As part of its consultation with the energy sector, the International Centre for Energy Arbitration (ICEA) held an event in Inverness, Scotland on 3 July. Representatives of the energy and legal sectors attended, some travelling in from Dubai.
Launched by Scotland’s First Minister, Alex Salmond MSP, in October, the ICEA is a joint venture between the Scottish Arbitration Centre and the Centre for Energy, Petroleum and Mineral Law and Policy at the University of Dundee (CEPMLP). The First Minister said:
“Scotland is a leading international energy centre, being home to a global oil and gas hub and some of the best renewable resources and technologies on the planet. At the same time, we have built on Scotland’s distinguished legal system to develop a world-class legal framework for cost-effective arbitration services. It is fitting, therefore, that we are opening an International Centre for Energy Arbitration – a development that will further enhance Scotland’s attractiveness to global energy companies, associated professional service providers and investors.”
Aimed at developing Scotland into an international centre for energy arbitration, the ICEA builds on the Arbitration (Scotland) Act 2010 which put Scotland at the forefront of modern arbitral law and practice. In April, ICEA launched its energy dispute resolution questionnaire: http://www.survey.dundee.ac.uk/1314-icea-energydispute/. The questionnaire is multiple choice and does not take long to complete. It is hoped that all those involved in energy dispute resolution will take the time to respond. The questionnaire will remain open until the end of July, and the event in Inverness formed part of the consultation exercise.
At the event, ‘Arbitration in the Energy Sector’, Andrew Mackenzie, secretary general of the ICEA, introduced the two speakers, Brandon Malone, co-director of the ICEA, and Dr Abba Kolo, senior lecturer at the Centre for Energy, Petroleum and Mineral Law and Policy at the University of Dundee. Mr Malone spoke about Scottish arbitration under the Arbitration (Scotland) Act 2010, the Scottish Arbitration Centre, and the establishment of the ICEA and its questionnaire. Dr Kolo discussed arbitration in the international energy market and the role of CEPMLP in the ICEA. Following the presentations, the audience provided views.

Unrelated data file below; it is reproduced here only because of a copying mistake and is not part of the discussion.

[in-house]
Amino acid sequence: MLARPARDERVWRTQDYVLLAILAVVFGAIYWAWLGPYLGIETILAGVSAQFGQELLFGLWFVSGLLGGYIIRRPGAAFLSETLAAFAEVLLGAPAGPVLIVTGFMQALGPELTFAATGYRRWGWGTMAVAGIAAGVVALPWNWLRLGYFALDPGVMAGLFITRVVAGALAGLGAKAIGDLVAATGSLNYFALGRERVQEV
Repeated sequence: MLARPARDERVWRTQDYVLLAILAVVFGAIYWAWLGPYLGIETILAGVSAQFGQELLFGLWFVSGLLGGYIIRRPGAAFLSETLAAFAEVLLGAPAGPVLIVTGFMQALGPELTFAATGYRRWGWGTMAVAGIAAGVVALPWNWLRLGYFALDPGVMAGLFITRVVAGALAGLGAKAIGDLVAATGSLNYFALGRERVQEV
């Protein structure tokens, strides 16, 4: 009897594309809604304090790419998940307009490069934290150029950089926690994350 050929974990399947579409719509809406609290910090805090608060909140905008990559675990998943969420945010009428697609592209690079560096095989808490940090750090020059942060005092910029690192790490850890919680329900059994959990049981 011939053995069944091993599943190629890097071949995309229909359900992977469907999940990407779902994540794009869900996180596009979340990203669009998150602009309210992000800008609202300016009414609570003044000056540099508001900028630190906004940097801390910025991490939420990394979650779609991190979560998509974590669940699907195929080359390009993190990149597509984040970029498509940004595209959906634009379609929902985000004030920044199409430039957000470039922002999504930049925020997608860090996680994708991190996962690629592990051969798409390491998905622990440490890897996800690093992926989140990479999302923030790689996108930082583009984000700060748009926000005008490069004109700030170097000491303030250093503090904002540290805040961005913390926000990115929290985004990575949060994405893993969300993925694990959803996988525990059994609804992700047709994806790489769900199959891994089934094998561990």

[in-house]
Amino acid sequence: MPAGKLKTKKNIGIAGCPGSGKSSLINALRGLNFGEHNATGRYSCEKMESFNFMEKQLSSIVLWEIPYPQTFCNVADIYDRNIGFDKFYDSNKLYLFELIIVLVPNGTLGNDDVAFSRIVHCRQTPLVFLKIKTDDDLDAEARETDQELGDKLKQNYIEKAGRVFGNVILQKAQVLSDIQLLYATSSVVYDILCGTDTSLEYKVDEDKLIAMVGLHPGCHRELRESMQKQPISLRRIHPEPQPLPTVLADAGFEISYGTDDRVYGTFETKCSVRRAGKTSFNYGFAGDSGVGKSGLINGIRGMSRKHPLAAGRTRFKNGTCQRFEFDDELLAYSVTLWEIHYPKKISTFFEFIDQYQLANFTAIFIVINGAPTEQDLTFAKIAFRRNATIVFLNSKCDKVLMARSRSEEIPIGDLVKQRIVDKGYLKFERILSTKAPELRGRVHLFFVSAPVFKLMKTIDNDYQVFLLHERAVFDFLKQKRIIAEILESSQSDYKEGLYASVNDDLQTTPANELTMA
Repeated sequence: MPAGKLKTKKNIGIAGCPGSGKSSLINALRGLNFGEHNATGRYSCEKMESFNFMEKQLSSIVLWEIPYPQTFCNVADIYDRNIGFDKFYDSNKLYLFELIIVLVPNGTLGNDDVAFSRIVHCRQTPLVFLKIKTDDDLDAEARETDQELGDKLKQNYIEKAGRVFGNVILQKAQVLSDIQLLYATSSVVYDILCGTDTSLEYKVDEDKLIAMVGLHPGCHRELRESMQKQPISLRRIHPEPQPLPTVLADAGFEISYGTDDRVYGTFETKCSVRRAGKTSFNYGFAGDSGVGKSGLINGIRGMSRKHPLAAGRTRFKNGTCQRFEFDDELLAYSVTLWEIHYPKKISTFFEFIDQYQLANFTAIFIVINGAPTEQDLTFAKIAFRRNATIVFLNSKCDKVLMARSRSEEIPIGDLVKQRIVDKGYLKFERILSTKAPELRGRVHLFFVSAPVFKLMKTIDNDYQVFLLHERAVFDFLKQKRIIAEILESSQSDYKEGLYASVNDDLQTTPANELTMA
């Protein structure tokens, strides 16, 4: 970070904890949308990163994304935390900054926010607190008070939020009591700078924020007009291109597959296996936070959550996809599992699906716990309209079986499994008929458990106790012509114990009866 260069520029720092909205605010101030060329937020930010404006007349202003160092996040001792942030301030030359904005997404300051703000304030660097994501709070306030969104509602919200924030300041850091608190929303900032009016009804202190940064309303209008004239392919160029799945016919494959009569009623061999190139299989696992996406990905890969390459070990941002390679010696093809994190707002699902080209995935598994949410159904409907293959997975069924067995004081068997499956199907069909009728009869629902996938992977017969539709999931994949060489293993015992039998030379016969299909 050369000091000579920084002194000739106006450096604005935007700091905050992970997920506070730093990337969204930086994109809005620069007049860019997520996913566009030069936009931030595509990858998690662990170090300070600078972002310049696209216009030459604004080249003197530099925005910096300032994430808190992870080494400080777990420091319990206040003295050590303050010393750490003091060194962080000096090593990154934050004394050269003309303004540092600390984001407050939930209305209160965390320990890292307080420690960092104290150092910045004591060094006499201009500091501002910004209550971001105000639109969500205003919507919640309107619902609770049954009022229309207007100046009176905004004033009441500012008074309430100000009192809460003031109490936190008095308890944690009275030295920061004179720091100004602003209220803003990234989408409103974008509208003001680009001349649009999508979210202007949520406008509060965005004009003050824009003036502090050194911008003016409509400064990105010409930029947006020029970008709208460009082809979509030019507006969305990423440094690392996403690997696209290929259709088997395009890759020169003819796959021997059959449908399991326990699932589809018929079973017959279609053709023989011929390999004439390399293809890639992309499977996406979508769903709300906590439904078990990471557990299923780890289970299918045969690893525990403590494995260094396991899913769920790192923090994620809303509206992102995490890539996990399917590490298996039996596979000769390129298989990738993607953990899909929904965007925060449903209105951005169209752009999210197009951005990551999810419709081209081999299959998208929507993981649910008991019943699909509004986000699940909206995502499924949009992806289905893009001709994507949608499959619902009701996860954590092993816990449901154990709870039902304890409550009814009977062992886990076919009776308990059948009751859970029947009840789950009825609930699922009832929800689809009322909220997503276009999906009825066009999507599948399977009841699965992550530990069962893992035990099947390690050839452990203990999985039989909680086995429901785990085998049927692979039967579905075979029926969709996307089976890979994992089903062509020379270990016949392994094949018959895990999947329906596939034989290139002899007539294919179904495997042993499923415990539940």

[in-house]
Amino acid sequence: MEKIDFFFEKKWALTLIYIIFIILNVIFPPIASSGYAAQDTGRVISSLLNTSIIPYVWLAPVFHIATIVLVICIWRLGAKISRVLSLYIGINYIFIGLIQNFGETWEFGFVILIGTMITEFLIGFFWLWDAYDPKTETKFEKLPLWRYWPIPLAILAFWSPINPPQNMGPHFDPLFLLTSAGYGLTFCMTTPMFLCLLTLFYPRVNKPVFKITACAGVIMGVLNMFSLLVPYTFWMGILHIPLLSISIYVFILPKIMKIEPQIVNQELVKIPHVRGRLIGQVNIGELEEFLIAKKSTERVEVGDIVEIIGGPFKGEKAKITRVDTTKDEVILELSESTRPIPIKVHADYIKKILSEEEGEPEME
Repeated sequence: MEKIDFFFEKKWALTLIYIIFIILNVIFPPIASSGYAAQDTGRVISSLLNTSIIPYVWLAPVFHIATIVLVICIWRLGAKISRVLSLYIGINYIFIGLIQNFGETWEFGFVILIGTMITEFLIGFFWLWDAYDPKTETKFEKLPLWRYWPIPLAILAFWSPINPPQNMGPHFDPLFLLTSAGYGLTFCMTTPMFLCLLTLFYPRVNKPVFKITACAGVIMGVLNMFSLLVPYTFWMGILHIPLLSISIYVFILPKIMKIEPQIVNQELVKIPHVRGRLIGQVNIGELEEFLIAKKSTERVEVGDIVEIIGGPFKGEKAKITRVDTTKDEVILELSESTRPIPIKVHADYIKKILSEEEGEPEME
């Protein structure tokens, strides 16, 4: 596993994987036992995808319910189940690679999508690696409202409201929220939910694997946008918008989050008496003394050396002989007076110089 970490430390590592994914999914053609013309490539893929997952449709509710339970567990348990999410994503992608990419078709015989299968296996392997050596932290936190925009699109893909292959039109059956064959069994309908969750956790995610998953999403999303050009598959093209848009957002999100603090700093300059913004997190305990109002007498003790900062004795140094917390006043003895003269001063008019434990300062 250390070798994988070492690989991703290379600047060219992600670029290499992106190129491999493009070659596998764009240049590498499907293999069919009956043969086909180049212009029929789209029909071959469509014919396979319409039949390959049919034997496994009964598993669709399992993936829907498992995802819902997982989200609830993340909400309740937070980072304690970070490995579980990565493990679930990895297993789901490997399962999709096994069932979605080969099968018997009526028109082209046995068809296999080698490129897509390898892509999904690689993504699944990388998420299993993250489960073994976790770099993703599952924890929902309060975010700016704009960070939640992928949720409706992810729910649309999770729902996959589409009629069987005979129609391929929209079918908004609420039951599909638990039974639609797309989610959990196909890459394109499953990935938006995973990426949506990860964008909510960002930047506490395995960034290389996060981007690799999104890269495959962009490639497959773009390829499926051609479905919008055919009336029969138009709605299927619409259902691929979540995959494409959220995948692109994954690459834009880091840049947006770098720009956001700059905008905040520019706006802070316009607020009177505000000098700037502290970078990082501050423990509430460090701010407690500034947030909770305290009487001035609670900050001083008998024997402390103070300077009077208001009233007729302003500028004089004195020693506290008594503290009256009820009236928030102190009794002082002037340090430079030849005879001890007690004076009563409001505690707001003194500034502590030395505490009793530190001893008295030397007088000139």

Mr Malone said:
“With the Arbitration (Scotland) Act 2010, Scotland has one of the best systems of arbitration in the world. Furthermore, the expertise and common sense of Scots lawyers and judges and the concentration of legal and technical energy expertise, combined with the cost advantages of arbitrating in Scotland, make it the obvious choice for resolving energy disputes.”
Dr Kolo said:
“Along with the Scottish Arbitration Centre, CEPMLP is delighted to be promoting Scotland as potential seat for energy arbitration. Apart from North Sea oil and gas, Scotland generates substantial electricity from renewable energy, nuclear and water sources. Therefore, it makes sense for Scotland to explore the opportunities for a role in dispute settlement.”
Mr Mackenzie said:
“We are delighted by the success of our event in the Highlands of Scotland, where the renewable energy sector continues to grow. ICEA aims to give Scotland an arbitration niche. We continue to consult with the energy sector to establish current trends and desired requirements in respect of dispute resolution within the industry, and our questionnaire will remain open until the end of July. We will be reporting on our findings later in the year and the results will support the proposed preparation of bespoke energy arbitration rules.”